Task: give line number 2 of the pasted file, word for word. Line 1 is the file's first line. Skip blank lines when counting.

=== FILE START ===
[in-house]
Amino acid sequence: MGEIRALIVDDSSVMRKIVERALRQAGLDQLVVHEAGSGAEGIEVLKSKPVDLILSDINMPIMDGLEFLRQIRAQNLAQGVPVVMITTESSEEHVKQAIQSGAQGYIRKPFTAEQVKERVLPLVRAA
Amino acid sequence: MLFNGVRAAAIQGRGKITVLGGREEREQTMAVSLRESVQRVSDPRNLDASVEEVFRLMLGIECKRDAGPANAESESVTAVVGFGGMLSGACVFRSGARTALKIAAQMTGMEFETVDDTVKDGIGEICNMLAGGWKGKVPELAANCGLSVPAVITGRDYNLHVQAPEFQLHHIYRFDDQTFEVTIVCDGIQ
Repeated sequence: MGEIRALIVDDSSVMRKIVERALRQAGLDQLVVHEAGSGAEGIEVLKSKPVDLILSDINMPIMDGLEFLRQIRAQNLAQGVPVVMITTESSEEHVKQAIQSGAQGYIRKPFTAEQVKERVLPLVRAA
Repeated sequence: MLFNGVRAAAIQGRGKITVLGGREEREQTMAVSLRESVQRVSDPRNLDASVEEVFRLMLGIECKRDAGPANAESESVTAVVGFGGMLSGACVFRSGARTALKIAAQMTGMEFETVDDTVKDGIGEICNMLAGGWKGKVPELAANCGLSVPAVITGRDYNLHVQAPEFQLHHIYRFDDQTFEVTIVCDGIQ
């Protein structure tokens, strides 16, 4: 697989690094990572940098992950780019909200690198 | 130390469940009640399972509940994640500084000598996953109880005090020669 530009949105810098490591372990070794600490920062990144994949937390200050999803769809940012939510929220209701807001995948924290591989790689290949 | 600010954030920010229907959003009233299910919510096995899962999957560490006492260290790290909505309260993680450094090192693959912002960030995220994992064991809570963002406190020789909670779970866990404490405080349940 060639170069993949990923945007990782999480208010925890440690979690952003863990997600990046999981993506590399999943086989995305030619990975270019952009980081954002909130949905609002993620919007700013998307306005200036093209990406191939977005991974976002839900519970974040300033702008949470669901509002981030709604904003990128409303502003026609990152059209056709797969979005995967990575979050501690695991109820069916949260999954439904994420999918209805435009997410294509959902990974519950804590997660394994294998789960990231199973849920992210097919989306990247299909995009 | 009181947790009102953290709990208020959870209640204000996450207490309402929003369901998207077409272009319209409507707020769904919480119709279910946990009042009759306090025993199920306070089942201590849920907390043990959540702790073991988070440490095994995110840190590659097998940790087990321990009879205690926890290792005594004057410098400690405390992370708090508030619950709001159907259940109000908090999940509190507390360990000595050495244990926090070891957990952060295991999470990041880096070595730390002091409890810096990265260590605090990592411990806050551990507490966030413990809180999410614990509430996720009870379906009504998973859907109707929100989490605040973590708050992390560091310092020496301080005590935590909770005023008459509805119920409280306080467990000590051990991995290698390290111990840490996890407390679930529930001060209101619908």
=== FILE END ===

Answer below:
Amino acid sequence: MGEIRALIVDDSSVMRKIVERALRQAGLDQLVVHEAGSGAEGIEVLKSKPVDLILSDINMPIMDGLEFLRQIRAQNLAQGVPVVMITTESSEEHVKQAIQSGAQGYIRKPFTAEQVKERVLPLVRAA